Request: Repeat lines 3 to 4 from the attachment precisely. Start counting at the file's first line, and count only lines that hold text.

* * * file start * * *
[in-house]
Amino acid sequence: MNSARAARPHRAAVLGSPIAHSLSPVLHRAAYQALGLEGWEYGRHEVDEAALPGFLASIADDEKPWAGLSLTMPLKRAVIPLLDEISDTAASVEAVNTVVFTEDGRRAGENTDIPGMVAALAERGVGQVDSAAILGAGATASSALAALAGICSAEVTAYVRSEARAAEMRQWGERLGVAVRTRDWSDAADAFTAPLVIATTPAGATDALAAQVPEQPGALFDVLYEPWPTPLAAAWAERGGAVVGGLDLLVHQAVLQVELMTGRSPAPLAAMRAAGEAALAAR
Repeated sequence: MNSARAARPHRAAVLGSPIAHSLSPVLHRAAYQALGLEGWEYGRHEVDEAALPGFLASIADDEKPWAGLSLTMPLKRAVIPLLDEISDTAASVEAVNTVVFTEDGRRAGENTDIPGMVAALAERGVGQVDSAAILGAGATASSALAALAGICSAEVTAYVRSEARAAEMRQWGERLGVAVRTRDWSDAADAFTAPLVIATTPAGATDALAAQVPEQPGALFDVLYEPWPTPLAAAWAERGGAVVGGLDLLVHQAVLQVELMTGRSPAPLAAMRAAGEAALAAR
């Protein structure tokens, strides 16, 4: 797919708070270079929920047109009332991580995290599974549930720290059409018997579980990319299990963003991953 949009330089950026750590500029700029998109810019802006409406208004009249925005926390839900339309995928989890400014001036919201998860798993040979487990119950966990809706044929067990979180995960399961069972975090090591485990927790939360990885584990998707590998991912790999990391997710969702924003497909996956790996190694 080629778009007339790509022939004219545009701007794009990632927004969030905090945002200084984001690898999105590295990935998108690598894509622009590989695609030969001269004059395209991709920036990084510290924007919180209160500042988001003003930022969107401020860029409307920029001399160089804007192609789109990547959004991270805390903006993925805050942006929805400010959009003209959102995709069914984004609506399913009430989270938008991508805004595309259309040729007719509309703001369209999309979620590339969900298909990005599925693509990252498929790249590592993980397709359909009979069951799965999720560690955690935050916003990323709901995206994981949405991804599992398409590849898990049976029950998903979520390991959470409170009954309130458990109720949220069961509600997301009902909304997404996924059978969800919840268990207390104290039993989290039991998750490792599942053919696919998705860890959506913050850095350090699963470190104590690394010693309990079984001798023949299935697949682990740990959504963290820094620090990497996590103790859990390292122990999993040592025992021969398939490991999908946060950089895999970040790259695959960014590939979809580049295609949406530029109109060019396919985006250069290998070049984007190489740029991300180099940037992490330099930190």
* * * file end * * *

Repeated sequence: MNSARAARPHRAAVLGSPIAHSLSPVLHRAAYQALGLEGWEYGRHEVDEAALPGFLASIADDEKPWAGLSLTMPLKRAVIPLLDEISDTAASVEAVNTVVFTEDGRRAGENTDIPGMVAALAERGVGQVDSAAILGAGATASSALAALAGICSAEVTAYVRSEARAAEMRQWGERLGVAVRTRDWSDAADAFTAPLVIATTPAGATDALAAQVPEQPGALFDVLYEPWPTPLAAAWAERGGAVVGGLDLLVHQAVLQVELMTGRSPAPLAAMRAAGEAALAAR
């Protein structure tokens, strides 16, 4: 797919708070270079929920047109009332991580995290599974549930720290059409018997579980990319299990963003991953 949009330089950026750590500029700029998109810019802006409406208004009249925005926390839900339309995928989890400014001036919201998860798993040979487990119950966990809706044929067990979180995960399961069972975090090591485990927790939360990885584990998707590998991912790999990391997710969702924003497909996956790996190694 080629778009007339790509022939004219545009701007794009990632927004969030905090945002200084984001690898999105590295990935998108690598894509622009590989695609030969001269004059395209991709920036990084510290924007919180209160500042988001003003930022969107401020860029409307920029001399160089804007192609789109990547959004991270805390903006993925805050942006929805400010959009003209959102995709069914984004609506399913009430989270938008991508805004595309259309040729007719509309703001369209999309979620590339969900298909990005599925693509990252498929790249590592993980397709359909009979069951799965999720560690955690935050916003990323709901995206994981949405991804599992398409590849898990049976029950998903979520390991959470409170009954309130458990109720949220069961509600997301009902909304997404996924059978969800919840268990207390104290039993989290039991998750490792599942053919696919998705860890959506913050850095350090699963470190104590690394010693309990079984001798023949299935697949682990740990959504963290820094620090990497996590103790859990390292122990999993040592025992021969398939490991999908946060950089895999970040790259695959960014590939979809580049295609949406530029109109060019396919985006250069290998070049984007190489740029991300180099940037992490330099930190």